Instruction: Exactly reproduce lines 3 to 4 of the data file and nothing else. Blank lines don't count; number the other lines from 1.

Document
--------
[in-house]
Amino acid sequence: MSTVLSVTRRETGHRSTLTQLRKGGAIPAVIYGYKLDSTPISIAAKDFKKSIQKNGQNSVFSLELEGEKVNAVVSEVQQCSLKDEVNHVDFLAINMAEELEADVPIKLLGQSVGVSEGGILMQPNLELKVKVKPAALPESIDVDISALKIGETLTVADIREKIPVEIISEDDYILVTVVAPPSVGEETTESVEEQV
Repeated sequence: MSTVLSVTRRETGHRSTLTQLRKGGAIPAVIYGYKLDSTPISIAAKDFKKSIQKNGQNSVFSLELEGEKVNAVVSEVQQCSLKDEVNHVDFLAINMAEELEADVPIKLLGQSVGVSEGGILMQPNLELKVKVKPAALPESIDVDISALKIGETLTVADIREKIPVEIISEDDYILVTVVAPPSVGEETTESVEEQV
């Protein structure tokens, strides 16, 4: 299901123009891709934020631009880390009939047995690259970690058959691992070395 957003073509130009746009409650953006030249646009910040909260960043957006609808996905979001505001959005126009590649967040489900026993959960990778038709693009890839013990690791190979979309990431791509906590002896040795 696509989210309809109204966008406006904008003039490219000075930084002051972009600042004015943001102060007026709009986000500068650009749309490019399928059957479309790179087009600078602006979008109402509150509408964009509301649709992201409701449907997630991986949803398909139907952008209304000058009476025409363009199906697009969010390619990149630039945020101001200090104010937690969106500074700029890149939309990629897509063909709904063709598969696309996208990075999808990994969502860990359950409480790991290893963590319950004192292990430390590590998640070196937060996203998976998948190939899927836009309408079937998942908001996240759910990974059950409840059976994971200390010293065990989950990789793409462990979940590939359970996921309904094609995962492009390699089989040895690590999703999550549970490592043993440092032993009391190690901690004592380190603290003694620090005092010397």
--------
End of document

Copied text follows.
Repeated sequence: MSTVLSVTRRETGHRSTLTQLRKGGAIPAVIYGYKLDSTPISIAAKDFKKSIQKNGQNSVFSLELEGEKVNAVVSEVQQCSLKDEVNHVDFLAINMAEELEADVPIKLLGQSVGVSEGGILMQPNLELKVKVKPAALPESIDVDISALKIGETLTVADIREKIPVEIISEDDYILVTVVAPPSVGEETTESVEEQV
């Protein structure tokens, strides 16, 4: 299901123009891709934020631009880390009939047995690259970690058959691992070395 957003073509130009746009409650953006030249646009910040909260960043957006609808996905979001505001959005126009590649967040489900026993959960990778038709693009890839013990690791190979979309990431791509906590002896040795 696509989210309809109204966008406006904008003039490219000075930084002051972009600042004015943001102060007026709009986000500068650009749309490019399928059957479309790179087009600078602006979008109402509150509408964009509301649709992201409701449907997630991986949803398909139907952008209304000058009476025409363009199906697009969010390619990149630039945020101001200090104010937690969106500074700029890149939309990629897509063909709904063709598969696309996208990075999808990994969502860990359950409480790991290893963590319950004192292990430390590590998640070196937060996203998976998948190939899927836009309408079937998942908001996240759910990974059950409840059976994971200390010293065990989950990789793409462990979940590939359970996921309904094609995962492009390699089989040895690590999703999550549970490592043993440092032993009391190690901690004592380190603290003694620090005092010397």